I used to be a big fan of the TV show “Suits”. It’s a legal drama about a NYC law firm, where one of the lawyers is a fraud who doesn’t have a law degree.
The show is into its sixth season now, and I caught the first episode of the new season the other day.
It was awful.
I’m not sure when the show jumped the shark or maybe it’s been a slow inexorable decline.
How do you maintain the quality of a product over time?
Here are 6 lessons to be taken from what is, in my opinion, the deterioration of Suits.
1. Don’t forget your competitive advantage
In the first season of Suits, one of the highlights was the character of Harvey Spector. He was suave, slick and confident.
But as the show has progressed, the aspects of the character that made him popular have been undermined and eroded. He now has a perpetual “I’m just about to cry” expression on his face and is a shell of his former self.
Contrast him with the character of Will Gardner from the Good Wife. No matter what was happening, he still retained his composure and his character stayed consistent.
The show used to be a legal drama focused on cases and handled in a light-hearted manner (with lots of swagger).
Many of the characters have changed completely since the show began.
Mike = different
Harvey = different
Rachel = different
Louis = different
If the characters didn’t have the same names, and you watched an episode of Season 1, and compared it to Season 5, you might not know that you’re watching the same show.
This comes back to understanding your product. What is good about it? What is it that attracts customers? If you lose sight of this, with changing times, you could innovate away from your competitive advantage.
2. Fall in love with the market not your product.
This is an expression I first read by marketing genius Jay Abraham, and it applies to this show.
The writers have really fallen for two things:
1. The idea that Mike and Rachel are an interesting couple.
2. That the main characters serve the show well when they act like a family.
This has killed a lot of the intrigue in the show. The antagonism between the main characters is now perfunctory and conflict is quickly sorted out by the end of each episode. Am I the only one who misses Louis Litt as a villain?
3. At least do the basics right
What really stood out for me was how much the dialogue in this show has deteriorated. It used to be clever, witty and compelling.
In this last episode I saw, a few of the main characters were assembled in the office together, and it sounded like the writers had taken a set number of script lines, and decided to distribute them evenly amongst the characters there.
Furthermore almost every episode has some of the following lines:
– “What the hell did you just say?”
– “God damn”
– “What are you talking about?” / “What the hell are you talking about?”
– “…and you know it”
– “You think I don’t know that”
4. You need external feedback
My wife who grew to dislike Suits a couple of seasons before I did, used to say there was a standard “bit” in the show, where a main character would storm over to an antagonist’s office and deliver them a fait accomplit, only to have the antagonist counter the move straight away, which resulted in the character skulking out of the office, temporarily defeated.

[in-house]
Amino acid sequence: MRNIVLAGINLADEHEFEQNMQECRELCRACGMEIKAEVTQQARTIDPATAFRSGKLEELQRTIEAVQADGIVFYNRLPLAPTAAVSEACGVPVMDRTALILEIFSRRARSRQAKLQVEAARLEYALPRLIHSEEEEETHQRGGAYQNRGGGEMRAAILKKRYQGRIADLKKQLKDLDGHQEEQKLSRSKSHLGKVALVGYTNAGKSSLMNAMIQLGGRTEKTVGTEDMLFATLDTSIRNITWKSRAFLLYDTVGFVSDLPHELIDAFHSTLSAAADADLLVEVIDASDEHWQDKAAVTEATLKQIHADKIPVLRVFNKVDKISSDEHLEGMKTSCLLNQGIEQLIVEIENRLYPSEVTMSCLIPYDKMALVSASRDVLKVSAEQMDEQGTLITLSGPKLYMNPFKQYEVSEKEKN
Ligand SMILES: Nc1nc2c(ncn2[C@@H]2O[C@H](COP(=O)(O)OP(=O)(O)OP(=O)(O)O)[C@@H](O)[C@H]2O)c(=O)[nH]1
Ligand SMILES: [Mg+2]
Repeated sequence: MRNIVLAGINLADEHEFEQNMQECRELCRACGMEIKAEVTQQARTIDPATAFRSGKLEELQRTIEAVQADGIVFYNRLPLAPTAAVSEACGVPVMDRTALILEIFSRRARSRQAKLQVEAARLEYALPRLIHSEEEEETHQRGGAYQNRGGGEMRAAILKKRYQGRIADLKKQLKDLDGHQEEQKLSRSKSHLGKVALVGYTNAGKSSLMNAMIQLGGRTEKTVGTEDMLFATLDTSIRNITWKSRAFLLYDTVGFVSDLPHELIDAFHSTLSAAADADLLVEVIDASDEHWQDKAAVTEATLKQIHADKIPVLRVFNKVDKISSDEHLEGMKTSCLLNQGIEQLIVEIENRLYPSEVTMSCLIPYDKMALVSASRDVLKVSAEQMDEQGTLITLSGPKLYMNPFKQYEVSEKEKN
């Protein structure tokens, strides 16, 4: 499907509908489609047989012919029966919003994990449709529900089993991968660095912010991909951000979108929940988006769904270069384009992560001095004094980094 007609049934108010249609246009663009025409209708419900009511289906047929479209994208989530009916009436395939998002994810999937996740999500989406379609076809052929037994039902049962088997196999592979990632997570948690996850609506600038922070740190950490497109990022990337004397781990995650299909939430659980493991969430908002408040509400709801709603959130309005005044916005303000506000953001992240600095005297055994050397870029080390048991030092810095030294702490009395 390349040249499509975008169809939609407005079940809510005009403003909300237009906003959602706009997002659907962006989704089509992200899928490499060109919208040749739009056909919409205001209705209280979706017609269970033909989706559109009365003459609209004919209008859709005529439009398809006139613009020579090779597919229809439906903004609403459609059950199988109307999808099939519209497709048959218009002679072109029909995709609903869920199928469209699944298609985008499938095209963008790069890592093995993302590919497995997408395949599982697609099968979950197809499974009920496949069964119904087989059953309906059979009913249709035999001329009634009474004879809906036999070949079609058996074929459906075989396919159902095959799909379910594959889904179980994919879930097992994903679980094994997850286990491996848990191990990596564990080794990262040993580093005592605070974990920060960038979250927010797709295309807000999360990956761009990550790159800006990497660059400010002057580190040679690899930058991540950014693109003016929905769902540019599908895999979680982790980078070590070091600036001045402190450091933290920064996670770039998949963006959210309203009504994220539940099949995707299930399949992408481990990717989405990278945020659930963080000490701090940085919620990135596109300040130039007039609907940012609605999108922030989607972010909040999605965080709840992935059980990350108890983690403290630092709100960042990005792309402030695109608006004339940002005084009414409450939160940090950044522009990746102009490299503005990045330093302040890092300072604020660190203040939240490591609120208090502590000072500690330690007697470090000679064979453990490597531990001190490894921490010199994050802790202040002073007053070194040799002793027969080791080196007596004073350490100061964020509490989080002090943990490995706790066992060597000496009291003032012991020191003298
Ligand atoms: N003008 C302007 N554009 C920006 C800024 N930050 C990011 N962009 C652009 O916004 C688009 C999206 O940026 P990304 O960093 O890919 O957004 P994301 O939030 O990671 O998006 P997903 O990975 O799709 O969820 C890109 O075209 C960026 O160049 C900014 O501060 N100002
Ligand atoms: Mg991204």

If you watch old episodes of Suits, you’ll see it happened over and over again.
This is the sort of thing that it’s impossible to spot if you’re the one making the show. You need to rely on good quality feedback to spot and correct these things.
(I find it hard to believe the writers haven’t realized that they over-use “What the hell are you talking about?”)
5. You can ride the wave a long time
If the show has become as bad as I say, how come it’s into its sixth season?
In the book, Simplify, author Richard Koch talks about the Ford Motor company. He believes that Ford managed to parlay a first mover advantage in automobiles into a century long success story despite the fact that management have made bad decisions for the last 80 years.
Suits had an exceptional first season. It’s managed to ride that for many more seasons since then.
If you establish a quality product (in some industries) it is possible to ride the success for a very long time, even if you do everything wrong after that. (Think “The Simpsons” after Season 5 and possibly Apple post-Steve Jobs).
6. Sometimes it’s really hard to keep producing quality.
One could argue that all shows will eventually struggle to keep going and some concepts have shorter lifespans than others.
In some ways, the biggest curse is for a show to get renewed. Why? Because the show’s creators feel compelled to keep making the show whether they have the ideas to keep it going or not.
My theory is that a lot of shows with amazing first seasons, were often cooked up over many years, giving time to find good ideas and refine them.
But once they hit success, the networks ask the creators to quickly produce the next season within a few months, which results in a steep drop in quality.
(The obvious exception to this rule is when the show is based on source material like a book, in which case it’s possible to keep it going, without the long lead time.)
The hardest thing to do is to say “Sorry I can’t keep doing this” and turn down the money and inducements to keep making a show if you feel like you’ve run out of creative juice for it.
As Jerry Seinfeld (who timed his exit perfectly) said, it’s about showmanship. You have to leave them wanting more.